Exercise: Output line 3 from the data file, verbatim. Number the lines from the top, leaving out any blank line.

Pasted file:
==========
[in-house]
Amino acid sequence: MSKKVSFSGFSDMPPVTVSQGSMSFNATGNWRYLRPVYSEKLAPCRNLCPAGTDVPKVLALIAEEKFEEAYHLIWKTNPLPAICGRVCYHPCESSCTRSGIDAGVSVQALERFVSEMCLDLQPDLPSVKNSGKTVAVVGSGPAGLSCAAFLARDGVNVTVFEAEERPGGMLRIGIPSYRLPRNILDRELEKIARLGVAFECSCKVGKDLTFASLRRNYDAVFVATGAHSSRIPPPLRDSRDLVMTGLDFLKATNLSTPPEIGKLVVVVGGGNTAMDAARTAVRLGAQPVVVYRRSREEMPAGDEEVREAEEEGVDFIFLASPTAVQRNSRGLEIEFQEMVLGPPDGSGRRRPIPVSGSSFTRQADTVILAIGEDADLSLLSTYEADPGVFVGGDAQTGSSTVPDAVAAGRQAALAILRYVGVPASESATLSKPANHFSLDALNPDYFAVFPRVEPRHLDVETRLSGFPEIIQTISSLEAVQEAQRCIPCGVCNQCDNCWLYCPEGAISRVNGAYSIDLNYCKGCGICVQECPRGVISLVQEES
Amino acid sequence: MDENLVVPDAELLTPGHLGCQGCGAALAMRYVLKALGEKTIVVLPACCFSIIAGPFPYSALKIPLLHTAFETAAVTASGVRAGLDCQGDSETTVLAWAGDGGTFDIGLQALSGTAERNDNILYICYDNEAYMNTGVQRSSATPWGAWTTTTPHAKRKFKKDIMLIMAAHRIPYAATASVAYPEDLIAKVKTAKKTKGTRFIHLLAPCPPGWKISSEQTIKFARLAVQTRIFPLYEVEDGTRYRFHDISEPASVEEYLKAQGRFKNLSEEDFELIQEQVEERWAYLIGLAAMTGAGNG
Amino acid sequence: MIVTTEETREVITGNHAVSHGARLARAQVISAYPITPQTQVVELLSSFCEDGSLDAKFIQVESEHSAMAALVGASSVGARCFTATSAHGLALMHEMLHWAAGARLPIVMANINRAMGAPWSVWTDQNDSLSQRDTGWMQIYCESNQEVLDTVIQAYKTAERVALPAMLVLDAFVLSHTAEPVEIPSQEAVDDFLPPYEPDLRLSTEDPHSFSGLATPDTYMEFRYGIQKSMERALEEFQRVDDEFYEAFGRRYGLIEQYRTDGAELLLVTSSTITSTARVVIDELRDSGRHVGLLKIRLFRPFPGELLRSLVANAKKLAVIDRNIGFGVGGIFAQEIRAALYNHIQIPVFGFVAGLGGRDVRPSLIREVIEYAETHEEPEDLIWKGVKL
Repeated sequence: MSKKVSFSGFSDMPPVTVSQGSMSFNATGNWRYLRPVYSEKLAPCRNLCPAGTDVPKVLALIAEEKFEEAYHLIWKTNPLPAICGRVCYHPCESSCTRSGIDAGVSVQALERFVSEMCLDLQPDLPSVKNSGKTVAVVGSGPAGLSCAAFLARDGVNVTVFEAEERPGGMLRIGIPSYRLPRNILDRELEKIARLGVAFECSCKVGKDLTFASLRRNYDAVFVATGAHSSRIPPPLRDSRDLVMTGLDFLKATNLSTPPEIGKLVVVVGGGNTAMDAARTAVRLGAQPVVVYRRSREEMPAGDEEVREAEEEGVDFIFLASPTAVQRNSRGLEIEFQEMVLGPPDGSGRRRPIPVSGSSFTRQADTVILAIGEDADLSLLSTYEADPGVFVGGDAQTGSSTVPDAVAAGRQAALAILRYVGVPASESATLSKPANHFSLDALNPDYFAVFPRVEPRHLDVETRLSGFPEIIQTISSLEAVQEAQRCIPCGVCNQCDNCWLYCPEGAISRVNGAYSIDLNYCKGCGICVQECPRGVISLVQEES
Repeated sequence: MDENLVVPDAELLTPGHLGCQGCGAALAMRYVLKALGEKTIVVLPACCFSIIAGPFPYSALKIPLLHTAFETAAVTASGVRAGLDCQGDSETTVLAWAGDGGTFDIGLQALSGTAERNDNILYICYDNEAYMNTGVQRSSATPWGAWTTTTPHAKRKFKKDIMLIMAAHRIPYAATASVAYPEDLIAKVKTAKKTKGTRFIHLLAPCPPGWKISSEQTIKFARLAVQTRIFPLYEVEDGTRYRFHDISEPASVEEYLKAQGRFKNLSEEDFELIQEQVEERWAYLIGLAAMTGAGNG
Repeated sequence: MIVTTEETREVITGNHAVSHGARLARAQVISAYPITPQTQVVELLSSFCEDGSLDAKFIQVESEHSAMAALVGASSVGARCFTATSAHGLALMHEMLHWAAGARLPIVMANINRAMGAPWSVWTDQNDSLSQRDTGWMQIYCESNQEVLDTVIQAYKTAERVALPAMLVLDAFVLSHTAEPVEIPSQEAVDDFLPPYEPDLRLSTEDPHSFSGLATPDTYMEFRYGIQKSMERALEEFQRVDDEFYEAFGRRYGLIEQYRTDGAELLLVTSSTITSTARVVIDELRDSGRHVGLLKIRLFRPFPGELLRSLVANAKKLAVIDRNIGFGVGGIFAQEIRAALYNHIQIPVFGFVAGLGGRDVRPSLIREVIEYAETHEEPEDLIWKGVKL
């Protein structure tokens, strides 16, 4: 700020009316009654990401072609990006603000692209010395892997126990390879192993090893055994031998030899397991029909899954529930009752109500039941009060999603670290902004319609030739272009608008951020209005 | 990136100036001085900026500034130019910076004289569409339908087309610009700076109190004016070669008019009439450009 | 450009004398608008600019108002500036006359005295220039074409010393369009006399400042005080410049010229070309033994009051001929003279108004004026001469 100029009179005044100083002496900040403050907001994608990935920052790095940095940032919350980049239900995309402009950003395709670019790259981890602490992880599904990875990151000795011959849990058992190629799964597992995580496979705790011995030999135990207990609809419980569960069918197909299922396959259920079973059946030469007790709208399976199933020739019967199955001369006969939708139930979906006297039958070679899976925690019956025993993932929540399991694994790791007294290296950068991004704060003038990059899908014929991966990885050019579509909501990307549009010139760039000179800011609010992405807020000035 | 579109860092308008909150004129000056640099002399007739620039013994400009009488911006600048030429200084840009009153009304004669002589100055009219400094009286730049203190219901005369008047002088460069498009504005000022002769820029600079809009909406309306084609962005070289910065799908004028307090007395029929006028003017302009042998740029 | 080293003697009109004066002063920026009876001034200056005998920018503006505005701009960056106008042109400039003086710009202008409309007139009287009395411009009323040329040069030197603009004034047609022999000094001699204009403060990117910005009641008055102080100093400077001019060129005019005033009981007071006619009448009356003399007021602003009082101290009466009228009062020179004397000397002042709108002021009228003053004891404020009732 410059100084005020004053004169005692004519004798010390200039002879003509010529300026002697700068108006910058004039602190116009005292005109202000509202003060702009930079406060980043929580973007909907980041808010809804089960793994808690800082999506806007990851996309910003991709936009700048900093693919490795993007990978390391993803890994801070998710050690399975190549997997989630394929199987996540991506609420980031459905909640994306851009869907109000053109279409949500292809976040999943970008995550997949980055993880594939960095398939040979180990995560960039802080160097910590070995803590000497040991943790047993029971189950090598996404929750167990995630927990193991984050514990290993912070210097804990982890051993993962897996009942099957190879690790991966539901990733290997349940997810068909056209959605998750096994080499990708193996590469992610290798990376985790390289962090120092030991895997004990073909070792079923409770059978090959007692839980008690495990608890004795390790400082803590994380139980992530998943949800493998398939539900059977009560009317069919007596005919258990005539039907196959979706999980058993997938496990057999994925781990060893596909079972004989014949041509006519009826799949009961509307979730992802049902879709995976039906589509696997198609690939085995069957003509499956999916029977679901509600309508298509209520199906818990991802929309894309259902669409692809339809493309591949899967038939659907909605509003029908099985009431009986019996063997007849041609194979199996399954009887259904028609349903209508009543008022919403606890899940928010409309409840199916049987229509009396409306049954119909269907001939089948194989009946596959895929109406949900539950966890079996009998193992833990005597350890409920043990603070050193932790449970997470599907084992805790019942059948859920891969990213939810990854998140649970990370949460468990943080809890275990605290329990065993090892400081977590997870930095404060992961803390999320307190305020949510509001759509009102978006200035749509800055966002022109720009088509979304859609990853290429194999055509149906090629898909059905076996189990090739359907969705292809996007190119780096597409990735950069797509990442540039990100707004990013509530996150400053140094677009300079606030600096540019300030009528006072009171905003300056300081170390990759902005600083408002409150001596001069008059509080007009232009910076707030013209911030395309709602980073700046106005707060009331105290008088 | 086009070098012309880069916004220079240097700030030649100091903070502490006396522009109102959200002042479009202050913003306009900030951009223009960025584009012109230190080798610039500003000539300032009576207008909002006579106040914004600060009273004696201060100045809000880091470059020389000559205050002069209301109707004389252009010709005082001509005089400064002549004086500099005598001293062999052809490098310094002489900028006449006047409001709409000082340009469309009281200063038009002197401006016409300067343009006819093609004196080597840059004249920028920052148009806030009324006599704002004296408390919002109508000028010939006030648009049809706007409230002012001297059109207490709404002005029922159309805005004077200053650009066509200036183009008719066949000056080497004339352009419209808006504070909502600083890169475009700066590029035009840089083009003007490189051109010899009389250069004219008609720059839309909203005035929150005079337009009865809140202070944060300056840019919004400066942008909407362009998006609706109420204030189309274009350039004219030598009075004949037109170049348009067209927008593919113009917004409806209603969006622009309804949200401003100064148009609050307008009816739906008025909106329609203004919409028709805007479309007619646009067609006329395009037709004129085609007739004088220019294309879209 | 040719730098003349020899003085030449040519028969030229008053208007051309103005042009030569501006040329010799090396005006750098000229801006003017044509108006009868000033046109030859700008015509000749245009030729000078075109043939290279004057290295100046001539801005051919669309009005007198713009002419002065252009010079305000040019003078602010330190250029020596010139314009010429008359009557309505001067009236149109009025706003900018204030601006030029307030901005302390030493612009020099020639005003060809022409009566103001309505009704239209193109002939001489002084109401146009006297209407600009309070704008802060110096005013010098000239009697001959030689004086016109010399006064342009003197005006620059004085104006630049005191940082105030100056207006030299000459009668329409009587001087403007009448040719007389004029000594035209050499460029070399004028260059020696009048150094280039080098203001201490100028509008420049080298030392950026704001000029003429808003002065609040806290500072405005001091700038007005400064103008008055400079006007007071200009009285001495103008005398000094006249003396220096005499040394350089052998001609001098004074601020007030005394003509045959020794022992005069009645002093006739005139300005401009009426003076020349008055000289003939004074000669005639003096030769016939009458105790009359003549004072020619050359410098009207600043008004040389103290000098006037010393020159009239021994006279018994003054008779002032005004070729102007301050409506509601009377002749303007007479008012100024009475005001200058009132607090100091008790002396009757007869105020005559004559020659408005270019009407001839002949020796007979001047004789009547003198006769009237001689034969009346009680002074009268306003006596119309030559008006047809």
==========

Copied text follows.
Amino acid sequence: MDENLVVPDAELLTPGHLGCQGCGAALAMRYVLKALGEKTIVVLPACCFSIIAGPFPYSALKIPLLHTAFETAAVTASGVRAGLDCQGDSETTVLAWAGDGGTFDIGLQALSGTAERNDNILYICYDNEAYMNTGVQRSSATPWGAWTTTTPHAKRKFKKDIMLIMAAHRIPYAATASVAYPEDLIAKVKTAKKTKGTRFIHLLAPCPPGWKISSEQTIKFARLAVQTRIFPLYEVEDGTRYRFHDISEPASVEEYLKAQGRFKNLSEEDFELIQEQVEERWAYLIGLAAMTGAGNG